A former Fresno Unified School District employee has agreed to pay $196,390 in restitution after admitting that he stole federal funds intended to help English learners and immigrant students.
Ralph Peters, 48, of Clovis pleaded no contest to a felony charge of grand theft on Dec. 10 in Fresno County Superior Court. In exchange for his plea, the District Attorney's Office dismissed a felony charge of embezzlement by a public official.
In addition to paying restitution, Peters could get probation or up to a year in jail when he is sentenced Friday, said Jane Boulger, his attorney.
Peters declined to comment, but Boulger said: "He's completely devastated and feels totally ashamed."
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Court records say Peters, who has no prior criminal record, forged signatures on the school district's purchase orders to obtain books, videos, pens and other school materials. He then displayed the items around his desk and sold them to employees.
He worked as budget technician at Fresno Unified from 1995 to 2005. A criminal complaint accused him of embezzling school district funds between July 3, 1997, and Oct. 11, 2005.
The theft was discovered when a district employee saw discrepancies in his work and notified supervisors, Fresno Unified spokeswoman Susan Bedi said.
An audit by certified public accountant Fausto Hinojosa discovered $234,000 was missing, including $164,590 in Title III federal funds for the district's English learners and immigrant students, court records said.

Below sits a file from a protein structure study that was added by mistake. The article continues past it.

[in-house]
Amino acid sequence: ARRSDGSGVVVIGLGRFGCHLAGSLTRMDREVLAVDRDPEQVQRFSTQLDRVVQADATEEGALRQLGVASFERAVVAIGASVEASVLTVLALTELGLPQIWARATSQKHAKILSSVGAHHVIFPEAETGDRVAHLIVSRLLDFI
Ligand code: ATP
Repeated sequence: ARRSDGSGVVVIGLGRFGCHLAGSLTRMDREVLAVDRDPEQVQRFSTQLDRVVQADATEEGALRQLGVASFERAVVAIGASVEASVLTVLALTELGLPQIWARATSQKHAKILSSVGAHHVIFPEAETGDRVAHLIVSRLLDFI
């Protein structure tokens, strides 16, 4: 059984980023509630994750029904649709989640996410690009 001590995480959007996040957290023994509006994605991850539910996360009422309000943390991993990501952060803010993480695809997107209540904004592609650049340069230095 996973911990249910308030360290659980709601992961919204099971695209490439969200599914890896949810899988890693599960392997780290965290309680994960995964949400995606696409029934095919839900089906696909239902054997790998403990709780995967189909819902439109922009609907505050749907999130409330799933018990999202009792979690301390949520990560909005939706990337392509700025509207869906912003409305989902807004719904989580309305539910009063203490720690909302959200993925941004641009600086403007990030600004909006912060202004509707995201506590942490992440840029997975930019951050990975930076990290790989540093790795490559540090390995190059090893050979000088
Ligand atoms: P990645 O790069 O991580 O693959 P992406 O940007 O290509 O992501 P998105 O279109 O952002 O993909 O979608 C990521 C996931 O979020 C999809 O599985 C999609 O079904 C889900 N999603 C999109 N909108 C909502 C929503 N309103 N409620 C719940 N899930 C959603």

Once Hinojosa discovered the theft, Peters admitted his wrongdoing and signed a confession, court records said. In his confession, he admitted to taking Title III funds after September 2002.
Boulger, however, disputes the amount, saying that the theft is less than $100,000. She said the restitution takes into account the district's cost to investigate and hire the auditor.
Bedi said employees who purchased items from Peters didn't know they were stolen. She also said the district doesn't have a board policy against employees selling things at work, but employees know it is not appropriate.
The district has recouped the missing money because it has an insurance policy that covers crimes by employees, she said.
Boulger said she has never discussed with Peters what he did with the proceeds.
"He doesn't drink, do drugs or gamble," she said. "He takes care of his mother."
But he knows he has committed "a terrible crime," Boulger said, and accepted responsibility by pleading no contest without the benefit of a preliminary hearing or a trial. "It's an egregious act by my client, no doubt about it," Boulger said. "But he is a kind and decent man who did one bad thing in his life. It's totally out of character for him."